Well, let’s see. Perhaps he should just drop his weapon and reason with his enemy on the assumption that mutual understanding would quickly supervene upon a bullet. Or should he rather offer himself up as a sacrificial victim and permit himself to be shot out of consideration for the principle of a higher morality? Is this what Wieseltier would do, and so deprive The New Republic of its literary editor as a worthy oblation to the Categorical Imperative? Would Wieseltier put his own children at risk so as not to inflict harm upon the children of a proven murderer. Would he refuse to bomb a rocket firing platform embedded in a civic neighborhood out of concern for its inhabitants even if the next missile launched from the premises might strike his own home and lay waste his family? Is this what we would do?
Of course, the Israeli command did attempt another “course of action,” telephoning ahead and leafletting its targets, signalling to the enemy where it meant to strike. Apart from this being poor military policy, it was also counter-productive. There were fatalities nevertheless, especially since Hamas, warned in advance, often prevented civilians from leaving the targeted site in order to swell the body count and blacken Israel’s reputation in the world press. Exploited by a ruthless enemy, the effort to avoid casualties led to even more casualties. So much for the ethical option, notwithstanding Wieseltier’s fine distinctions or the IDF’s lofty miscalculation.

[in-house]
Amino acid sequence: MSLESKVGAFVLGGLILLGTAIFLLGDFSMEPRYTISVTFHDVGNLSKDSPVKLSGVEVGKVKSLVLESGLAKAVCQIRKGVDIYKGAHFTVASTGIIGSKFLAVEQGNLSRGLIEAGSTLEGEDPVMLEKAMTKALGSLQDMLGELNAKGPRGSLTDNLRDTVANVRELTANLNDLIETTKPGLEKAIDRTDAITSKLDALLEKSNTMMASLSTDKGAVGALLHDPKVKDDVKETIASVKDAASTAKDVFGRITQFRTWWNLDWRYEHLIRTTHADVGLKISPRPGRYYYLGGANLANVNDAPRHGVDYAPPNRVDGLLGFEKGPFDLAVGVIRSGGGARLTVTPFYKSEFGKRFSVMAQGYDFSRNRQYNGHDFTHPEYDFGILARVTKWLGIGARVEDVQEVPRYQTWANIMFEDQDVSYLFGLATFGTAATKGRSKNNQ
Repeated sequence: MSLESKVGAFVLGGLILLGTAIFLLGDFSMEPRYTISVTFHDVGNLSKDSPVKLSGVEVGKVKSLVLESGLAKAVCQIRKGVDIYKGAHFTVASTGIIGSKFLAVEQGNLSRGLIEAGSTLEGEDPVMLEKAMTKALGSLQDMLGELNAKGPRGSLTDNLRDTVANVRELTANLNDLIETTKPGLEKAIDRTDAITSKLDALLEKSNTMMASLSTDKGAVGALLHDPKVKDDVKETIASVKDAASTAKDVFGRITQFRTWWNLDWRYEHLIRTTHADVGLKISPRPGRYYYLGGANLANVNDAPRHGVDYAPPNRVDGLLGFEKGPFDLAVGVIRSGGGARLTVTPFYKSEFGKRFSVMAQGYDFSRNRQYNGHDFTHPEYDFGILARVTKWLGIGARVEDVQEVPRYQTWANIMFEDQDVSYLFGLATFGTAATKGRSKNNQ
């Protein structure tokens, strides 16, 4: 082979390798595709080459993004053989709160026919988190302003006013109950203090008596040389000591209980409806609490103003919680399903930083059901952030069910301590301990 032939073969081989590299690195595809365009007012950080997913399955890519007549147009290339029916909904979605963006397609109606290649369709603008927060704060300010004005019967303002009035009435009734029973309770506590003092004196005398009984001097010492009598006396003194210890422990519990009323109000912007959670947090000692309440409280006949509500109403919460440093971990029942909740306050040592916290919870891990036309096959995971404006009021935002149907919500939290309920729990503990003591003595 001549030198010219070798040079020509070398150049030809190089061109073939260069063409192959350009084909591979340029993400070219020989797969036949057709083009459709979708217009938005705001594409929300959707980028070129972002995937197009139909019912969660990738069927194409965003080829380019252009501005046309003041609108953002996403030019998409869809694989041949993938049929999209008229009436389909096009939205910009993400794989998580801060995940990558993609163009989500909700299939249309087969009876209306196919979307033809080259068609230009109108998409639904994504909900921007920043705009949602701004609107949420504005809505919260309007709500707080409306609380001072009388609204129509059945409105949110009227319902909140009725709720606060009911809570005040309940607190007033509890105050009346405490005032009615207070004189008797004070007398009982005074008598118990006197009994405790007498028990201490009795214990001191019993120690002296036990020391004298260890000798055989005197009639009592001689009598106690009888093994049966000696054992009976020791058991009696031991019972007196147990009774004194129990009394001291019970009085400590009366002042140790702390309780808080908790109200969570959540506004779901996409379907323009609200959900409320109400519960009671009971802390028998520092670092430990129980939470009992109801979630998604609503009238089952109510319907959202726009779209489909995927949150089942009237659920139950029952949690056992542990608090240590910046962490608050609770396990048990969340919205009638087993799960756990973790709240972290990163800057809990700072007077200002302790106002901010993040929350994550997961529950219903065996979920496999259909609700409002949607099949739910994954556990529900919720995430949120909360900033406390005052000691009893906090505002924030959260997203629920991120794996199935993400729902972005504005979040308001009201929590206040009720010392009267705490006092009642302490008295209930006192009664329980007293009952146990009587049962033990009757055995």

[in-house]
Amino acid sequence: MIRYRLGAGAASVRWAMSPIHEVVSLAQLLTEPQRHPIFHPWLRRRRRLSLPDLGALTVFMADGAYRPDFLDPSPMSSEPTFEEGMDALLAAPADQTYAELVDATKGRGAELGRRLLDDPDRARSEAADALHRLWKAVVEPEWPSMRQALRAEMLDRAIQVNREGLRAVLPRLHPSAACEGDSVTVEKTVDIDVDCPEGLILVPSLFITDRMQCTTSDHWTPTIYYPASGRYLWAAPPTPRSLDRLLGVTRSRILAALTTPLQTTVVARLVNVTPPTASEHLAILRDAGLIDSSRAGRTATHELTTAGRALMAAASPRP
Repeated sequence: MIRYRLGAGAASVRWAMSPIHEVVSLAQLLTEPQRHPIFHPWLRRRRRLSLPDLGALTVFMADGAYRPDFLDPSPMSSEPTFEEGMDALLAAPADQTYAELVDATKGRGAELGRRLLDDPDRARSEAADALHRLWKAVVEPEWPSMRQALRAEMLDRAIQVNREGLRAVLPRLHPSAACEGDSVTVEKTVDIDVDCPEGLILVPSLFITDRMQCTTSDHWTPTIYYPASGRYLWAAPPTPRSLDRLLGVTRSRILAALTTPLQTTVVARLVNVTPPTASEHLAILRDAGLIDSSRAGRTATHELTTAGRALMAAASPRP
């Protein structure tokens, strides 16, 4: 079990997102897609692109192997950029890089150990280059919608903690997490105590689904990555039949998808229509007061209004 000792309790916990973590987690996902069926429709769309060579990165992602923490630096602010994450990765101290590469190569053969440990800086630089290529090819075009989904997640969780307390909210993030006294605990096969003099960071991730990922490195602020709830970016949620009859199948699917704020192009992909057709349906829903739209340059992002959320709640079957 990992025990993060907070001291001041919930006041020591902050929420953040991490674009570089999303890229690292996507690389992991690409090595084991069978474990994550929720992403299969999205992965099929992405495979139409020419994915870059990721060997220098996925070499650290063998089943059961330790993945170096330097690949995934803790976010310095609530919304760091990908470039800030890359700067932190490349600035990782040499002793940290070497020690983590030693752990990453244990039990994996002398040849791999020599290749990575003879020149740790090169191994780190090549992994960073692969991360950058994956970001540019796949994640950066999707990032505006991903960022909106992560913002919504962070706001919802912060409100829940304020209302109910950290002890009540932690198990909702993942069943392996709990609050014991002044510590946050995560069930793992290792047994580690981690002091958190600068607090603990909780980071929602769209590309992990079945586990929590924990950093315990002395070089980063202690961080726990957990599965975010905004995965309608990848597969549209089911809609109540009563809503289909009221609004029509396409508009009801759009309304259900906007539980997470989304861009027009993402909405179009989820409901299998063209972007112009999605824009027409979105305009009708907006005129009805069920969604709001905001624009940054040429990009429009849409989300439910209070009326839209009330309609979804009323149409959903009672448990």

Like many intellectuals, Wieseltier prides himself on the lucidity of his moral discriminations and has no difficulty producing limpid formulations that glitter on the page. But, like many intellectuals, his imaginative faculty is pretty well moribund. He cannot transport himself into the situation of the other; he can only pronounce with the authority of the trained but ungrounded intellect on a set of events he is unable to imagine as impinging upon his own life.
Further, in order to make up for this, perhaps instinctively sensed, glaring deficit of empathetic imagination, the erudite but free-floating mind seeks for corroborating information without submitting it to competent analysis or diligent fact-checking—an old New Republic habit and a moral dereliction in its own right. Thus, Wieseltier will cite the “revelations in Haaretz” and claim that they “did not surprise me.”
Haaretz, a die-hard, left-wing newspaper invariably critical of the defensive actions of the Israeli armed forces, printed the damning comments of a few Israeli soldiers who accused the IDF of killing Palestinian innocents. Wieseltier did not trouble to take into account the paper’s probable motives, given its long and tarnished history similar to that of the New York Times. Nor did he have anything to say when these recriminations proved to have been based on pure hearsay, the accusers not having been present on the scene. Nor did he utter a mea culpa when it very soon became clear that the allegations were the invention of bad faith by those with a documented grudge against their own country.